America Steps Up for Houston, Shining a Beacon of Hope in the Midst of Disaster
By Kristin Bentley
Whether we know someone living in the Houston area or not, all of us have been affected by the devastation that Hurricane Harvey brought with it. Images of the destruction flood our television sets and social media feeds, making our hearts sink as the death toll rises to 44 and continues to climb.
Two of my best friends live in different suburbs of Houston. Neither is originally from Texas. I met both them at different stages in my life, while I was living in California and Georgia. These women have since become solid branches of extended family in my growing military-grade family tree.
Fortunately, neither home has been damaged by the floods. They were fortunate to be among those that live in areas that have remained relatively dry, compared to other parts of the city and its surrounding suburbs. However, my mother-in-law’s best girlfriend was not as lucky. Rosie’s one-story home was flooded ankle-deep. They had to pull their carpet up and throw it away. Most likely there’s damage to the drywall as well, since flood water is toxic. The extent of the damage is still unknown. In the meantime, she and her husband had to evacuate to higher ground. The suburb that they live in is one of those that have received the most damage.
I truly cannot imagine living somewhere that every time you look out your window all you see is death and loss. How depressing and hopeless it must feel.
When I expressed this to one of my friends, she assured me that the supportive response from the rest of our country has been overwhelming. Even amid despair, Houston can feel the national love being poured out onto it, as people continue to donate blood, money and supplies. Even amid so much political angst and turmoil, our country has found a way to come together. And Houston can feel it.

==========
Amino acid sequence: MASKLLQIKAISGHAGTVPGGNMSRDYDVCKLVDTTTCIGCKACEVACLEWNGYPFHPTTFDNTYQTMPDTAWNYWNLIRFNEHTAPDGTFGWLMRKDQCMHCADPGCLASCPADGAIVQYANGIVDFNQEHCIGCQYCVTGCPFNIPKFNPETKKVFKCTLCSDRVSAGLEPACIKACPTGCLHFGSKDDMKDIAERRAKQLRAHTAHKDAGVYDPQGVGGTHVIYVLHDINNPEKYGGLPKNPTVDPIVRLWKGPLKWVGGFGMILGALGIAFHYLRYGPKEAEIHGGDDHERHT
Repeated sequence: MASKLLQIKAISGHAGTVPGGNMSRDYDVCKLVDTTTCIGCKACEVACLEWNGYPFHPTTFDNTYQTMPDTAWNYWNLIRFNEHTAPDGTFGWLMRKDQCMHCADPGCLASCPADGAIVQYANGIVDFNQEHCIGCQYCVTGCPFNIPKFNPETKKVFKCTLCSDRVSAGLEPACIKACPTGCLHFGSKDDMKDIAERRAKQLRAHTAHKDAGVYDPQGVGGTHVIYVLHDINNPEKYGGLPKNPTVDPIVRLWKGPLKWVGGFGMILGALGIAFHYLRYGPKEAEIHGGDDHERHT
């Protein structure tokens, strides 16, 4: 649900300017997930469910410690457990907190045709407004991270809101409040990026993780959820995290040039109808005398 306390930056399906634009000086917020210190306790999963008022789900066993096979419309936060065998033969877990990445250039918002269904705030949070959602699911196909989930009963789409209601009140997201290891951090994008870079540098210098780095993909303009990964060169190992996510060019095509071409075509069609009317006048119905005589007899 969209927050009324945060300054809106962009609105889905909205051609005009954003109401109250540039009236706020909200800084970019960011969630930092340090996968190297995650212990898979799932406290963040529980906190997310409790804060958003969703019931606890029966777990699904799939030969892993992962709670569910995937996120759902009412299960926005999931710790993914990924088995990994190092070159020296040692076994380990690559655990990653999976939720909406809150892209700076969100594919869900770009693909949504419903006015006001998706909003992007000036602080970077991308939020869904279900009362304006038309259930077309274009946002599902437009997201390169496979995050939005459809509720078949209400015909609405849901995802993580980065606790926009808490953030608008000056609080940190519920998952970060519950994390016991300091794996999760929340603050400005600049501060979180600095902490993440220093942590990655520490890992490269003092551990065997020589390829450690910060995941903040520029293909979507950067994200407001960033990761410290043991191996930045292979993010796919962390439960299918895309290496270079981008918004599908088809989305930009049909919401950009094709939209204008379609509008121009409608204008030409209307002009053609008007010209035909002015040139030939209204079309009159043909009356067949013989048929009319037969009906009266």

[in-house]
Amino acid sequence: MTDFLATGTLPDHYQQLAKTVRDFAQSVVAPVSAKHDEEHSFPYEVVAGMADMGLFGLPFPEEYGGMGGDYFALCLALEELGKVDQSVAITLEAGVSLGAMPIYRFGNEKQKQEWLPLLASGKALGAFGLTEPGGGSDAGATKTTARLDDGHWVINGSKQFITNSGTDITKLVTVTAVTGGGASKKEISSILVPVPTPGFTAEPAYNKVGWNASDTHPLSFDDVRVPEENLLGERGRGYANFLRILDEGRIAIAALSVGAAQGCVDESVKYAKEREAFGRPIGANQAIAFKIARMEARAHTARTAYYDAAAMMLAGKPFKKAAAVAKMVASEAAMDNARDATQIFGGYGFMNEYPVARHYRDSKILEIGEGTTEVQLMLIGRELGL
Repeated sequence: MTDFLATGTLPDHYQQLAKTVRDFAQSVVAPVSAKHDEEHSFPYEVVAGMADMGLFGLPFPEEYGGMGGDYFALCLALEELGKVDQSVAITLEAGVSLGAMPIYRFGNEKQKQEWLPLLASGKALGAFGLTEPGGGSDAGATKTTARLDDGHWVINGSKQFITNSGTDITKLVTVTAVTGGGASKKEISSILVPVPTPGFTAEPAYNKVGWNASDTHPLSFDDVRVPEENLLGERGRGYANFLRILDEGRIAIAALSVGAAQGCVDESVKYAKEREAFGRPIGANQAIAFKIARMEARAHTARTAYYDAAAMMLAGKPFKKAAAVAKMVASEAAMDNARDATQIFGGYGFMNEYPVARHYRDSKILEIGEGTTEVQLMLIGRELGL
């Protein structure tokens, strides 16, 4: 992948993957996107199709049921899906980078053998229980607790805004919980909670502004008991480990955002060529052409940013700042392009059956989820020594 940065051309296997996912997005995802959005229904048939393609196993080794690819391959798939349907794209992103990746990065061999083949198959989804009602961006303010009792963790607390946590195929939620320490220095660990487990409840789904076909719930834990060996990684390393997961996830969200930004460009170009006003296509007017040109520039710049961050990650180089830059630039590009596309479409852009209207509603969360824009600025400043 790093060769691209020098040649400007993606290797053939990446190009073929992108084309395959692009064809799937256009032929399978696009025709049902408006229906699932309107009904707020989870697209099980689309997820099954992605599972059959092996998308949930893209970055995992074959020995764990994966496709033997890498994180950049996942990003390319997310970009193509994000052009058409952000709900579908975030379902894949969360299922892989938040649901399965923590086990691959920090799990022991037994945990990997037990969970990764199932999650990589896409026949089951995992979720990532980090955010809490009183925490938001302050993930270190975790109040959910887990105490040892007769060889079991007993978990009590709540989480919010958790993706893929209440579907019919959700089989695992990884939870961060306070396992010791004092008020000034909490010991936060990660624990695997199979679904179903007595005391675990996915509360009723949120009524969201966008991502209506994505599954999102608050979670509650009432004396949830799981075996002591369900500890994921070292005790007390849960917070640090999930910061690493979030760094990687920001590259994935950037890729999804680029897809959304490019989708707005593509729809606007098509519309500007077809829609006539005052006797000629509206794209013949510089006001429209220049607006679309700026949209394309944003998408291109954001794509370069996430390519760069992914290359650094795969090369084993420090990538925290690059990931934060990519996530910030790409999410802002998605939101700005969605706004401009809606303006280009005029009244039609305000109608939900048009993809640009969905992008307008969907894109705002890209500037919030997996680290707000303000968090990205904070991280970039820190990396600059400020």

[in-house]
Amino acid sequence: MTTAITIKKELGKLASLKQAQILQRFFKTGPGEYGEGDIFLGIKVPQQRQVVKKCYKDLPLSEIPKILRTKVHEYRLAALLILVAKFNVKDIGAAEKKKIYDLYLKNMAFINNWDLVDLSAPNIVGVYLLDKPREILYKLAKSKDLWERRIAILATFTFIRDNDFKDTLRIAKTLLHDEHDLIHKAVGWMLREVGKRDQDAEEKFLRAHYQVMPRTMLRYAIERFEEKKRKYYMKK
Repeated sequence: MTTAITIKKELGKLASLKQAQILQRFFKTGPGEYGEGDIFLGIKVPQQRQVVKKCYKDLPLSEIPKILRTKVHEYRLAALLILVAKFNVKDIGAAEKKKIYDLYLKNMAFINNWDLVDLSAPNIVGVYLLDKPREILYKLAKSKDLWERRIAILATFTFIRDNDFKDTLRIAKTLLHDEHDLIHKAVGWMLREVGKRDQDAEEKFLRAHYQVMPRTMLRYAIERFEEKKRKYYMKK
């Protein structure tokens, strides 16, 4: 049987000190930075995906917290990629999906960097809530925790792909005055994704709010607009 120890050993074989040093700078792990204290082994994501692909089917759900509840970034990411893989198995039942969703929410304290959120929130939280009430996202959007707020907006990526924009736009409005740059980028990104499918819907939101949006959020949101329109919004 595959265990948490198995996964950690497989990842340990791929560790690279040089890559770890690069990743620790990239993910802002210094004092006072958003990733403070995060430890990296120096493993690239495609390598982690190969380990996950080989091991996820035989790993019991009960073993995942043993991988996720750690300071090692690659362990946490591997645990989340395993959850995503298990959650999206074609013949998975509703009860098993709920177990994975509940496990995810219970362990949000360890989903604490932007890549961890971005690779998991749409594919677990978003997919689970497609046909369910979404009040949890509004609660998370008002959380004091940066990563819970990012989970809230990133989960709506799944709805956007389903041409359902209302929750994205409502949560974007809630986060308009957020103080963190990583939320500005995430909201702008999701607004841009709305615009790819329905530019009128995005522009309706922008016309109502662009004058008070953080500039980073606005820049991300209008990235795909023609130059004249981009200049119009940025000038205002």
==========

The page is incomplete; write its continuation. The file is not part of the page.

Yesterday, I received photos of the National Guard trucking in medical equipment and supplies. My friend noted that the heroes have arrived. Of course, these women and men who serve our country selflessly are heroes. But heroes were already in Houston risking their lives before the National Guard arrived. One man used his last words to warn a friend about a live electrical wire. Another died checking on his uncle, while many others were last seen helping people out of the floodwaters.
Alongside our service members and first responders this country is full of heroes, everyday people fulfilling what they believe to be their humanitarian duty. Sometimes we are heroes for just showing up and having concern for others during their times of need.
Throughout world history, Americans are known to be the ones that “show up” at the bleakest of moment to right the wrongs of wayward leaders. Even during our own national devastation, such as the collapse of the Twin Towers, we hear the stories of heroes, such as those aboard Flight 77 who crashed in a field in rural Pennsylvania. Over and over and over again, Americans continue to show up. And today, we’re showing up for Houston.
While residents await the arrival of food trucks, businesses have donated over $155 million for relief efforts, according to the U.S. Chamber of Commerce. On Friday alone, ABC’s Good Morning America raised over $14 million during its’ “Day of Giving.”
How you can help:
For those living in the Columbus area, you, too, can help by contacting one of these organizations:
Red Cross – (website) their volunteers are on the ground and are assisting residents with shelter and supplies. Call 1-800-RED-CROSS or text HARVEY to 90999 to make a $10 donation.
Houston Humane Society – (website) is providing shelter and care for pets in the areas, but need resources.
Salvation Army – (website) is also providing emergency relief services.
Portlight – (website) specifically helps those with disabilities during disasters and needs help to secure resources.
Global Giving – (website) wants to raise $2 million for disaster relief and long-term recovery. Currently, they’ve raised almost $150,000.
Houston Food Banks – (website) need help securing supplies for evacuees, homeless, and all other victims of the storm. The Houston Press has of all food banks in the affected area